In telephone banking, the demand for call centers has held steady. But call centers represent a pressure point: Given their setup, call centers are prone to contagion, as people are in close proximity to one another. In Asia, there have been a few large-scale outbreaks in call centers, which have caused temporary spikes in call times and poor client service. Governments in Asia are considering temporarily shutting down private-sector call centres, but have made no move as of yet. Should they act, however, this will have a huge impact on client service. In Italy some banks have shifted to managing all call centres from remote with employees working from home. Others have adopted a model of splitting the workforce, operating from back up facilities or at reduced capacity to allow greater distance between employees.
In digital banking, client services have held up well and there’s been an uptick in customer acceptance; but the resiliency of the digital channel is a concern and will need to be sorted out before digital becomes a major channel for clients to connect with their bank.
Lesson 4: Basic information on travel history and nationality is critical
This was especially true in China, where there was the added challenge of the Chinese New Year. Italy wasn’t helped by the European half-term holidays, which meant many families were travelling during the weeks prior to the outbreak of COVID-19. As a result, firms had to scramble to find out who had been where. Acting early on basic information regarding travel history and nationality will help as the pandemic escalates.
Lesson 5: Financial impacts are still working their way through the system
Given the suddenness and speed with which COVID-19 struck, we have not yet had enough time to monitor and assess actual credit quality migration. But the financial impact is a big concern for banks across Asia. In the corporate segment, there are obvious pressure points, such as the travel and airlines industries. But it is understood that there will likely be repercussions across the economy, as demand for goods and services has massively reduced. These impacts have yet to show up as non-performing loans (NPLs), as firms are still running down their working capital and accessing overdraft facilities to stay afloat.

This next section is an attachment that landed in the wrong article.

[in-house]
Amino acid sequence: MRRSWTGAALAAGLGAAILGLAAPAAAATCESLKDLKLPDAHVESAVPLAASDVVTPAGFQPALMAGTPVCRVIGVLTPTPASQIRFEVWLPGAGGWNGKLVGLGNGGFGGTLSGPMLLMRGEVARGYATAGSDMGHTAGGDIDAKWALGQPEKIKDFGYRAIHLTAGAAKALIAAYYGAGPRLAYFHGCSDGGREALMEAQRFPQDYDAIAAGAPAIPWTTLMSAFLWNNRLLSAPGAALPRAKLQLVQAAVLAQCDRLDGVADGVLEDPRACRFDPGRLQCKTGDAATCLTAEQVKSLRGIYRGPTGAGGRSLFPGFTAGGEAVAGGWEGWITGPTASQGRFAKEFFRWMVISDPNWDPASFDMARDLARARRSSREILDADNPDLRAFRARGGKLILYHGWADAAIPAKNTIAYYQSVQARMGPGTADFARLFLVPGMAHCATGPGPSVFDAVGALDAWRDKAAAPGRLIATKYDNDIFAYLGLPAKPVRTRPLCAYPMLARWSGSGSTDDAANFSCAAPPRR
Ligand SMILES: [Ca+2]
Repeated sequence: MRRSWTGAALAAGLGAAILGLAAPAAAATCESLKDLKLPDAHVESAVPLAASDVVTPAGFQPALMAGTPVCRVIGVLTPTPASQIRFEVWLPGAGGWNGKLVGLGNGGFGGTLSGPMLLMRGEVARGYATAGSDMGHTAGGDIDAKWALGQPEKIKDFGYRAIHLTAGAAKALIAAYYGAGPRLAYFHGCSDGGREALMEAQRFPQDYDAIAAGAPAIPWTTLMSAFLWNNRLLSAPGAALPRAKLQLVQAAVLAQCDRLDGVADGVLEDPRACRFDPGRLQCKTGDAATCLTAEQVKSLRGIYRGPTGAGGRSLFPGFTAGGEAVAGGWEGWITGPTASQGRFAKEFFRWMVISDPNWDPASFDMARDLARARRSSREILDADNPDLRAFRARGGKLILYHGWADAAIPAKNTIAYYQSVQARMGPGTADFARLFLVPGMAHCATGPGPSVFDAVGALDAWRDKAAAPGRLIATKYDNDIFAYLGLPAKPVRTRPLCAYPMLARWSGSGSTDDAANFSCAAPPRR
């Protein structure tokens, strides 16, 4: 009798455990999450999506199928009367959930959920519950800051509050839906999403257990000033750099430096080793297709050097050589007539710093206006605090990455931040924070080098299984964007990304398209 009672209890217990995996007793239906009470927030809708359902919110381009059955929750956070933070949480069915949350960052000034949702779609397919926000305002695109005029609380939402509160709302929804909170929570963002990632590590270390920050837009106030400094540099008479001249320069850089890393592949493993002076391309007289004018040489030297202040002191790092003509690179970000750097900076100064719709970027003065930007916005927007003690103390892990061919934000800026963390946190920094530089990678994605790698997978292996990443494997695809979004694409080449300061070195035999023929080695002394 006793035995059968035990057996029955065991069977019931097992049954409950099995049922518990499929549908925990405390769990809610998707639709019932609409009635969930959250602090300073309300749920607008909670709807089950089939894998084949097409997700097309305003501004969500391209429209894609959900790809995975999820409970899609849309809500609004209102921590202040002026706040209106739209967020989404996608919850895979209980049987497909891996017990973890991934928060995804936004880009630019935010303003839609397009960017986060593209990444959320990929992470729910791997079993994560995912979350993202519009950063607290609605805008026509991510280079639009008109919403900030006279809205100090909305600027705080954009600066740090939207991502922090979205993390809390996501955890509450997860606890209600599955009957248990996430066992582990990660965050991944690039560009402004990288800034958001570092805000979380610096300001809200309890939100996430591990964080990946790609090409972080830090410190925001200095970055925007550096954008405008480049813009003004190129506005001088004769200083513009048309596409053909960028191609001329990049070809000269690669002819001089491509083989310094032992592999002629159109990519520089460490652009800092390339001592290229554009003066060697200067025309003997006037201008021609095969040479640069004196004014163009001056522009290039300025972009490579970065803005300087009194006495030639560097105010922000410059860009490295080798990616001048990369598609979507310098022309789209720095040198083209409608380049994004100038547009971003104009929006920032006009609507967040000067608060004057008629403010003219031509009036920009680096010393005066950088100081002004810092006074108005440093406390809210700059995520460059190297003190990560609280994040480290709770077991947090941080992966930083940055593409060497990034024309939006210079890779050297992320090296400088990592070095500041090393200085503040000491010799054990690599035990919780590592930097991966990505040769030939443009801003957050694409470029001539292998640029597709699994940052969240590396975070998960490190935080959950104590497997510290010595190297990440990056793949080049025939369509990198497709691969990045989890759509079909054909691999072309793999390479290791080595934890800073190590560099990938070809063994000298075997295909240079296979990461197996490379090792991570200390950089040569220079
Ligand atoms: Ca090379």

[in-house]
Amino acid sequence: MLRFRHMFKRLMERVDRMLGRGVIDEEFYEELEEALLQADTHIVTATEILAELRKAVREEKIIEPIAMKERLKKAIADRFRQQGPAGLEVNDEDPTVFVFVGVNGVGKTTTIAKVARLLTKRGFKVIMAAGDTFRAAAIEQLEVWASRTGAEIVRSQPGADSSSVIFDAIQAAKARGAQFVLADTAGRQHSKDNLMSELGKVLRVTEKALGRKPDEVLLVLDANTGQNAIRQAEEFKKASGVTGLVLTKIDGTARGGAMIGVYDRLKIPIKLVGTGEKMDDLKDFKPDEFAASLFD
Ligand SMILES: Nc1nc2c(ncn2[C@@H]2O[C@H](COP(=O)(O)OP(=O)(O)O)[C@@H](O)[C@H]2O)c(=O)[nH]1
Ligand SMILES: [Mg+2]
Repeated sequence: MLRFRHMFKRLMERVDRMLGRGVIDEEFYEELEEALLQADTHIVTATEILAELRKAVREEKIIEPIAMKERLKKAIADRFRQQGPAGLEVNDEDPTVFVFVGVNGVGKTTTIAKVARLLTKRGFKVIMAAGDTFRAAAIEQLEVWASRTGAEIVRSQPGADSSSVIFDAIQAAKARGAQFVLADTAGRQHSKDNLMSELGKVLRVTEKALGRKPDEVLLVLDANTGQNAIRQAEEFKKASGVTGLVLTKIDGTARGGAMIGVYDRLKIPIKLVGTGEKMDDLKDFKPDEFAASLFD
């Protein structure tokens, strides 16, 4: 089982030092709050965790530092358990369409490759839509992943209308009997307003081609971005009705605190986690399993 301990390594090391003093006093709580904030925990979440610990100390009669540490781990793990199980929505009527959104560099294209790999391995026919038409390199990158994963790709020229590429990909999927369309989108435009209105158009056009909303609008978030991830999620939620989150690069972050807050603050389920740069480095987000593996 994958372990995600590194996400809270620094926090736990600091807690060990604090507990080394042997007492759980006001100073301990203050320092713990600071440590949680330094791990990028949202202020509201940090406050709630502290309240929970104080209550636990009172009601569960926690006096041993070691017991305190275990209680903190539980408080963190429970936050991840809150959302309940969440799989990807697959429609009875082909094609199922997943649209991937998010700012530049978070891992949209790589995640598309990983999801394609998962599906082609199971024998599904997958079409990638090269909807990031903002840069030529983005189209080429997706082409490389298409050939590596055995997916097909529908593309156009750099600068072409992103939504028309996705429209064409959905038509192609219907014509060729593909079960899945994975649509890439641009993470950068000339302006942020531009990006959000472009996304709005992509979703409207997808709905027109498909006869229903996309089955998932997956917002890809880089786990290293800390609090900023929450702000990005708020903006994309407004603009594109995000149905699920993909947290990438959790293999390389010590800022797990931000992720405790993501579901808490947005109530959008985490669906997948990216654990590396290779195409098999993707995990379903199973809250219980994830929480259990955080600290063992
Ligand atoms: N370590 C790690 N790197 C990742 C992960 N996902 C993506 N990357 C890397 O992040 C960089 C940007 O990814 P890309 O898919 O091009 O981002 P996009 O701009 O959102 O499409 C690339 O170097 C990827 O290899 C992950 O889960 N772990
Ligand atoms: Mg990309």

The view from Italy is that large parts of the service industry (tourism and retail) are rapidly going to zero revenues (people who do not move, do not buy). These will restart once the worst of the wave of contagion passes, but only if the capacity to spend is maintained through the crisis. If demand takes a permanent hit due to layoffs and business closures—which is likely should the pandemic continue—then a macro demand-driven crisis will likely unfold.
Lesson 6: Mental health should be top of the agenda
Morale is a major issue, and it is critical for firms to support staff to stay physically and mentally healthy.
Essentially, the office for most of us serves as “our home away from home,” a place not only where we work but also where our network of friends can be found. Not having that informal opportunity to chat has left many feeling isolated. As one of our own colleagues in Hongkong said when she finally was allowed back into the office after 14 days: “I never thought I would miss the office this much. It feels like I’m coming home.” Sadly, we’ve also had a teams trapped for much longer (in Wuhan, in one case, and Taipei in the other), and that constant sense of being trapped is really tough to deal with – especially when all anyone talks about is COVID-19.
Here’s what we have found that helps: Social networks such as WeChat have been useful (we pulled together a comic about working from home, which we released on our Oliver Wyman WeChat site). Obviously, lots of communication over the phone is helpful – especially simple things like project management, which becomes harder working remotely and calls for much more discipline than if in person. Doing that properly has limited the frustration somewhat.
Lesson 7: There may be some positives
Our colleagues in the most-impacted geographies noted that there are some positives to take away from this experience. This enforced experience is accelerating the transition to digital and smart working. You save a lot of time (commuting) and reduce expenses on travel/food at work, and reduce pollution. It could be conducive to a much better world, where many economic paradigms will change profoundly.